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German Revolution Of 1918–19
Weimar Republic
Weimar Republic
victory:Abdication of Emperor Wilhelm II Monarchy of Germany <
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Richard Overy
Richard James Overy (born 23 December 1947) is a British historian who has published extensively on the history of World War II
World War II
and Nazi Germany. In 2007 as The Times
The Times
editor of Complete History of the World, he chose the 50 key dates of world history.[1]Contents1 Life and career 2 Awards and honours 3 In media 4 Publications 5 References 6 External linksLife and career[edit] After being educated at Caius College, Cambridge
Cambridge
and awarded a research fellowship at Churchill College, Overy taught history at Cambridge
Cambridge
from 1972 to 1979, as a fellow of Queens' College and from 1976 as a university assistant lecturer
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Four Year Plan
The Four Year Plan was a series of economic measures initiated by Adolf Hitler, who put Hermann Göring
Hermann Göring
in charge of them. Göring was made a Reich Plenipotentiary whose jurisdiction cut across the responsibilities of various cabinet ministries, including that of the Minister of Economics, the Defense Minister and the Minister of Agriculture. The Plan was part of the alternative governmental structure created by Hitler and the Nazi Party, which included entities such as Organization Todt
Organization Todt
and the unification of the SS and the German police forces, including the Gestapo, under Heinrich Himmler.[1] The primary purpose of the Four Year Plan was to provide for the rearmament of Germany, and to prepare the country for self-sufficiency in four years, from 1936–1940
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The Origins Of The Second World War
The Origins of the Second World War
The Origins of the Second World War
is a non-fiction book by the English historian A. J. P. Taylor, examining the causes of World War II. It was first published in 1961 by Hamish Hamilton.Contents1 Origins 2 Content 3 Reception 4 Notes 5 References 6 Further readingOrigins[edit] Taylor had previously written The Struggle for Mastery in Europe, which covered the period 1848 until 1918. As he later wrote in his autobiography:I wanted to be writing something and decided that I could carry on my diplomatic history from the point where the Struggle for Mastery left off. I had, I thought, done most of the research work needed by reviewing the various books of memoirs and the volumes of German and British diplomatic documents as they came out
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Ian Nish
Ian Hill Nish CBE (born 3 June 1926) is a British academic, a specialist in Japanese studies, and Emeritus Professor of International History at the London School of Economics and Political Science (LSE).[1] His scholarship relating to the Anglo-Japanese Alliance, Japanese foreign policy and Anglo-Japanese relations in the twentieth century has garnered international renown.[2]Contents1 Background 2 War years 3 Academic career3.1 Honors4 Selected works4.1 Centre for Economic Performance5 References 6 See alsoBackground[edit] Nish was born in Burghmuirhead, Edinburgh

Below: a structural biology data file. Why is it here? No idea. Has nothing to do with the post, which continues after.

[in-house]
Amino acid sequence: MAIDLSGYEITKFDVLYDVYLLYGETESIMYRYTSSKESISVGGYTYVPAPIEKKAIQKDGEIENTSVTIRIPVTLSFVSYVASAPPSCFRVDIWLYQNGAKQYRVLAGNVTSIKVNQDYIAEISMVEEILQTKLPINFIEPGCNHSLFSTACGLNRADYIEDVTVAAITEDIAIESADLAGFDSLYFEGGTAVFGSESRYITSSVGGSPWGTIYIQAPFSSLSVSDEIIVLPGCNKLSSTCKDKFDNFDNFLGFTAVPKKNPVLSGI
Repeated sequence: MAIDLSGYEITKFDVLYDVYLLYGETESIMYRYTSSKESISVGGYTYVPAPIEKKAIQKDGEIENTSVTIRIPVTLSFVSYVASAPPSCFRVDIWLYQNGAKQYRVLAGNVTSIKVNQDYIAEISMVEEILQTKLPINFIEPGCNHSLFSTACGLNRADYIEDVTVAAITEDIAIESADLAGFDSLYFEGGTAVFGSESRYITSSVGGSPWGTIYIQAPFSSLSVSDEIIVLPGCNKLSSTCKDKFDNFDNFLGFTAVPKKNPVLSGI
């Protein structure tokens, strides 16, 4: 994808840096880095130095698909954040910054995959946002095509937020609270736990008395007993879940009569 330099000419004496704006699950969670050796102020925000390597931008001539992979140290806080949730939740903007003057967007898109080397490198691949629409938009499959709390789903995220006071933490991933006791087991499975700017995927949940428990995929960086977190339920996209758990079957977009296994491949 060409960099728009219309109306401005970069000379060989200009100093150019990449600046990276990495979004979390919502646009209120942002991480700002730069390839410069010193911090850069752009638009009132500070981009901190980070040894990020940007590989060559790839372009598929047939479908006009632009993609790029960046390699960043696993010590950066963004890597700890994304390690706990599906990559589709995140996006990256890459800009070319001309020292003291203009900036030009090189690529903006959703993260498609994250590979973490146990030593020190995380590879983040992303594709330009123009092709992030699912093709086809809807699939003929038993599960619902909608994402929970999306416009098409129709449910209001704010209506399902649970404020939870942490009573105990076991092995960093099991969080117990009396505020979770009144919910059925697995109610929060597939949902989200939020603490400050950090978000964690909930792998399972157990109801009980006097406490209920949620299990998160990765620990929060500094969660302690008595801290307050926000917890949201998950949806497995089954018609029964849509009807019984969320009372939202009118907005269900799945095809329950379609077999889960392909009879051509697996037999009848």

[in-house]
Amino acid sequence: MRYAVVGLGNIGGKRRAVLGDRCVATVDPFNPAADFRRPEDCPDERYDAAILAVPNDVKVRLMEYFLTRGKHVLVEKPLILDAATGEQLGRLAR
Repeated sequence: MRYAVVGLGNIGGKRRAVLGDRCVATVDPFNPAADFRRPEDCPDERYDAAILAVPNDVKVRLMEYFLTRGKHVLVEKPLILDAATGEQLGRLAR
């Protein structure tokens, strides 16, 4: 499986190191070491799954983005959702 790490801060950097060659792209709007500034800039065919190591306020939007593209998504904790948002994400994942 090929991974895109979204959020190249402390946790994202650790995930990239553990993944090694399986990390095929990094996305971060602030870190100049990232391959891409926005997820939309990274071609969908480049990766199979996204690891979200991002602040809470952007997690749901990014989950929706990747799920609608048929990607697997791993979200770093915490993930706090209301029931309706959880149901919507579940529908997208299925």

Edinburgh
in 1926. War years[edit] World War II gave opportunity to many young non-Japanese to become specialists in Japanese studies, and Nish became one of them. His first encounter with Japan came when he was still an Edinburgh schoolboy. His school announced a government program for volunteers who wanted to learn difficult Oriental languages, but he was too young then to apply
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Akira Iriye
Akira may refer to:Contents1 Entertainment1.1 Characters 1.2 Fictional items2 People 3 See alsoEntertainment[edit]Akira (manga), a 1980s cyberpunk manga by Katsuhiro OtomoAkira (1988 film), a 1988 animated film adaptation of the mangaAkira (video game), a 1988 video game based on the anime film Akira Psycho Ball, a 2002 pinball simulator for PlayStation 2 based on the anime filmAkira (2016 Hindi film), a Bollywood film starring Sonakshi Sinha and Anurag Kashyap Akira (2016 Kannada film), a Kannada film starring Anish Tejeshwar "Akira", a song by Kaddisfly from Buy Our Intention; We'll Buy You a Unicorn Akira (album), a 2017 album by Black CabCharacters[edit]Akira (The Simpsons), a Japanese chef on The Simpsons Akira (Akira), a character from the 1980s cyberpunk animanga Akira cartoon and comic Akira Hiragi, a character from Valkyrie Drive-Mermaid Akira Kurusu, the main characters name in the Persona 5 manga Ak
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Cold War
The Cold War
Cold War
was a state of geopolitical tension after World War II between powers in the Eastern Bloc
Eastern Bloc
(the Soviet Union
Soviet Union
and its satellite states) and powers in the Western Bloc
Western Bloc
(the United States, its NATO allies and others). Historians do not fully agree on the dates, but a common timeframe is the period between 1947, the year the Truman Doctrine, a U.S. foreign policy pledging to aid nations threatened by Soviet expansionism, was announced, and either 1989, when communism fell in Eastern Europe, or 1991, when the Soviet Union
Soviet Union
collapsed